SARAH  KIRBY-GONZALEZ: She's a teacher in another district, Southport resident, parent and the newest member of West Sacramento's school board (News-Ledger photo)

She’s a teacher in another district, Southport resident, a parent and the newest member of West Sacramento’s school board (News-Ledger photo)


West Sacramento voters today used an all-mail election to fill the last year and a half of a vacant four-year seat on the local school board.

The Yolo County Elections Office has released the preliminary results of that vote, and the apparent winner is Sarah Kirby-Gonzalez, a teacher in the Folsom-Cordova school district. The early count credits her with 2,573 votes, or 50.7 percent of the vote.

She is followed by Francisco Castillo, an official with the StudentsFirst reform organization, who has 1,315 votes (25.9%). The pair campaigned heavily and with tens of thousands of dollars in campaign donations. Kirby-Gonzalez drew support form teachers’ unions, and Castillo from StudentsFirst and charter school advocates.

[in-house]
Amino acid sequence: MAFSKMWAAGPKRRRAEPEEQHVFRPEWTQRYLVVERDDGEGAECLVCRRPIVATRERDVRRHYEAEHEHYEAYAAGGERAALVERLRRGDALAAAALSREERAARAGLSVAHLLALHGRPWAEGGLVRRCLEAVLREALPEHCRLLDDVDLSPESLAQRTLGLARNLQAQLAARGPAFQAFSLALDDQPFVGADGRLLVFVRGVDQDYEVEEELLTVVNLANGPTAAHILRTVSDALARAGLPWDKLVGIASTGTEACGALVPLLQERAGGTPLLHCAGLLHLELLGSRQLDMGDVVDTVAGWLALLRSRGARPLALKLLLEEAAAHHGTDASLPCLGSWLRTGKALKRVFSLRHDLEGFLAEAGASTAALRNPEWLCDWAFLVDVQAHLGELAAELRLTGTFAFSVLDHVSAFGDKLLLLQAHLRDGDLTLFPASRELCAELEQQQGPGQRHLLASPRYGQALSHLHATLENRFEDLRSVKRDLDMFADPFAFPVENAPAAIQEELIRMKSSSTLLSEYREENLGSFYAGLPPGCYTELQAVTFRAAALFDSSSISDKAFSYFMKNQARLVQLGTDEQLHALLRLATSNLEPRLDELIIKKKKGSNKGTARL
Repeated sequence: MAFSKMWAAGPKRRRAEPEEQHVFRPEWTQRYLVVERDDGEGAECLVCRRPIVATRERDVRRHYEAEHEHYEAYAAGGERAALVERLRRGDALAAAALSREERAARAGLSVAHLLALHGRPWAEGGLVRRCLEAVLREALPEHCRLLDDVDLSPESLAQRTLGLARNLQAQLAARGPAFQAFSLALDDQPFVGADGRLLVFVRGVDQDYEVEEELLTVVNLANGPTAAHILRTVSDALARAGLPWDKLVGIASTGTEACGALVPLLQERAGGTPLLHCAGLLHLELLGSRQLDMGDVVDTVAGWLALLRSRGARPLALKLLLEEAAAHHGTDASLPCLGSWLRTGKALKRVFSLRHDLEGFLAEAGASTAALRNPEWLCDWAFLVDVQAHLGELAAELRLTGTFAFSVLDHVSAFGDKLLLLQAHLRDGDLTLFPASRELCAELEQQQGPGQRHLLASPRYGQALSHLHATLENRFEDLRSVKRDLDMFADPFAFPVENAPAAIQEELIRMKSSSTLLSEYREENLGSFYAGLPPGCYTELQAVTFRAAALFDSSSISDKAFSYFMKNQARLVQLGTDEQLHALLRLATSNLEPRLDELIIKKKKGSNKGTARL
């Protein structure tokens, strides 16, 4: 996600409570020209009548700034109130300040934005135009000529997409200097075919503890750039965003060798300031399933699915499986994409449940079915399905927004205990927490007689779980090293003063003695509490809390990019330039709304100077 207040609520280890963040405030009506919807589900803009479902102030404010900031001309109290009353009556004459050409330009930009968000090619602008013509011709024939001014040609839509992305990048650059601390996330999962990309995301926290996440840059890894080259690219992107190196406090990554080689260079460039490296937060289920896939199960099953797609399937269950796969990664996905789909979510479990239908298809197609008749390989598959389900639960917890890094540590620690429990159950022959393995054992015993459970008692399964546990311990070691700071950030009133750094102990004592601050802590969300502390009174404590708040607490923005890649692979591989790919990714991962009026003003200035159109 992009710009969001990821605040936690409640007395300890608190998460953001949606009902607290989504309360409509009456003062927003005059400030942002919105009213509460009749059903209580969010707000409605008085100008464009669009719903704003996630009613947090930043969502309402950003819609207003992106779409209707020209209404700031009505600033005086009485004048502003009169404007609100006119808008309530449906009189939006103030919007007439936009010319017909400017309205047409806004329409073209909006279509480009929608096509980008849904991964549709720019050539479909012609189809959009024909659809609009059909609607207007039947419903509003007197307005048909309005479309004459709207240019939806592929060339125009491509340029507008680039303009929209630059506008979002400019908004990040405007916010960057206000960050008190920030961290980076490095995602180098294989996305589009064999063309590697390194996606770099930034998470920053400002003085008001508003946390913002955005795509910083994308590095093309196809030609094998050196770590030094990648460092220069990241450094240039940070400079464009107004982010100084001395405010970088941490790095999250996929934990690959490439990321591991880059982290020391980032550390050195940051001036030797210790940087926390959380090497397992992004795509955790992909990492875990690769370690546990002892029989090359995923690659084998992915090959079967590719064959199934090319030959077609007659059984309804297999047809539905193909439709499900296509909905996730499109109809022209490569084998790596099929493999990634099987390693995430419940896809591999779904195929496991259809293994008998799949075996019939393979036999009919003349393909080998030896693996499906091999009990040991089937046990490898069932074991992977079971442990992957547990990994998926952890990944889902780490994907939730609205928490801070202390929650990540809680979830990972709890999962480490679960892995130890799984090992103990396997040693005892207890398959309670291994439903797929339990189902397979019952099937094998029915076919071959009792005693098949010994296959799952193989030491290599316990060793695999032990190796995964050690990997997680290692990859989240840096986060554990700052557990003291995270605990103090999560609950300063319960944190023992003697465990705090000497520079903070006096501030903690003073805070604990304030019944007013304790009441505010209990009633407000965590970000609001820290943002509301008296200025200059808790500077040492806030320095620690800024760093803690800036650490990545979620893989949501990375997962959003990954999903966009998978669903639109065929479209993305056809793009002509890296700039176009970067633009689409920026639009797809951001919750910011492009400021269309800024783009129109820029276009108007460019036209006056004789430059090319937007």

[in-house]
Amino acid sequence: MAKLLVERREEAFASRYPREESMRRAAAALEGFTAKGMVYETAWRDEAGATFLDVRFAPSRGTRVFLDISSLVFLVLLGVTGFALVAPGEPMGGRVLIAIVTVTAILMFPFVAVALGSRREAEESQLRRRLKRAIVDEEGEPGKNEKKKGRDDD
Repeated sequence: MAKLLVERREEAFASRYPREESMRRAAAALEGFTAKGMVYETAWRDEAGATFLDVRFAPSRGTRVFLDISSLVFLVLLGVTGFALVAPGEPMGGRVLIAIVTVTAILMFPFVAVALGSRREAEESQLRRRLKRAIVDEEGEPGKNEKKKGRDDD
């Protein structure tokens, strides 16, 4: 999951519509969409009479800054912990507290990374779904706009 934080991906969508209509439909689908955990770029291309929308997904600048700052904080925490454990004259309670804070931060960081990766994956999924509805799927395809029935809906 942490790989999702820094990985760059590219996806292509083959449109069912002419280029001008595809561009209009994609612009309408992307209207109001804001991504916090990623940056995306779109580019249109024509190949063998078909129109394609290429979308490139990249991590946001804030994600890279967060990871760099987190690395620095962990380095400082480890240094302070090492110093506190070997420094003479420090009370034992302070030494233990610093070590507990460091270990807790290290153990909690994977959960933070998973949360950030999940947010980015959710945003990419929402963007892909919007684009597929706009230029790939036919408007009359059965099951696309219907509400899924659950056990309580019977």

Finishing up the field:

Linh Nguyen, 738 votes (14.5%)

Katherine Gales, 252 votes (5.0%)

and Nicholas Turney, 200 votes (3.9%)

Kirby-Gonzales will fill the last year and a half of the four-year school board term vacated by Sandra Vargas on the Washington Unified School District board of trustees.

More in the next edition of the News-Ledger.

  UPDATE, MARCH 6, 2013: The Yolo County Elections Department has updated the results and made them “final and official.” Sarah Kirby Gonzalez was credited with a victory over second-place Francisco Castillo by 51.2% to 26.1%.